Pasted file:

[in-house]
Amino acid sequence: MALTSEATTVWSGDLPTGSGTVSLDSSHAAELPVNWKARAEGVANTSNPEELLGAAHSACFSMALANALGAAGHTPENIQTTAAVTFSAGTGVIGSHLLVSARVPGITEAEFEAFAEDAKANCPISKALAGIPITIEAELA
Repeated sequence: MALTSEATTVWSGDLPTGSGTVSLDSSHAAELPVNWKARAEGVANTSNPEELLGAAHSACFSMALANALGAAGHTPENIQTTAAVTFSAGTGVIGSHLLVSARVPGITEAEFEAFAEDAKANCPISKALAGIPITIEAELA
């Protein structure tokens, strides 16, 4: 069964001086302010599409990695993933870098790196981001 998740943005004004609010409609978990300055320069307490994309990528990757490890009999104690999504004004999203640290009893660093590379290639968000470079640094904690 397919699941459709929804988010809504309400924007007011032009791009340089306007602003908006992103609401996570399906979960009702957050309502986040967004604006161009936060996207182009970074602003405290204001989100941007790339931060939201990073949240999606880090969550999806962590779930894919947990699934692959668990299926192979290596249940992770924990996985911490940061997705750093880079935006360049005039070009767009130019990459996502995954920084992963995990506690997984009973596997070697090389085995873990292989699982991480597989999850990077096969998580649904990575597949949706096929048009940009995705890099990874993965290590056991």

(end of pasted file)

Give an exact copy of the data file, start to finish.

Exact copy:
[in-house]
Amino acid sequence: MALTSEATTVWSGDLPTGSGTVSLDSSHAAELPVNWKARAEGVANTSNPEELLGAAHSACFSMALANALGAAGHTPENIQTTAAVTFSAGTGVIGSHLLVSARVPGITEAEFEAFAEDAKANCPISKALAGIPITIEAELA
Repeated sequence: MALTSEATTVWSGDLPTGSGTVSLDSSHAAELPVNWKARAEGVANTSNPEELLGAAHSACFSMALANALGAAGHTPENIQTTAAVTFSAGTGVIGSHLLVSARVPGITEAEFEAFAEDAKANCPISKALAGIPITIEAELA
């Protein structure tokens, strides 16, 4: 069964001086302010599409990695993933870098790196981001 998740943005004004609010409609978990300055320069307490994309990528990757490890009999104690999504004004999203640290009893660093590379290639968000470079640094904690 397919699941459709929804988010809504309400924007007011032009791009340089306007602003908006992103609401996570399906979960009702957050309502986040967004604006161009936060996207182009970074602003405290204001989100941007790339931060939201990073949240999606880090969550999806962590779930894919947990699934692959668990299926192979290596249940992770924990996985911490940061997705750093880079935006360049005039070009767009130019990459996502995954920084992963995990506690997984009973596997070697090389085995873990292989699982991480597989999850990077096969998580649904990575597949949706096929048009940009995705890099990874993965290590056991």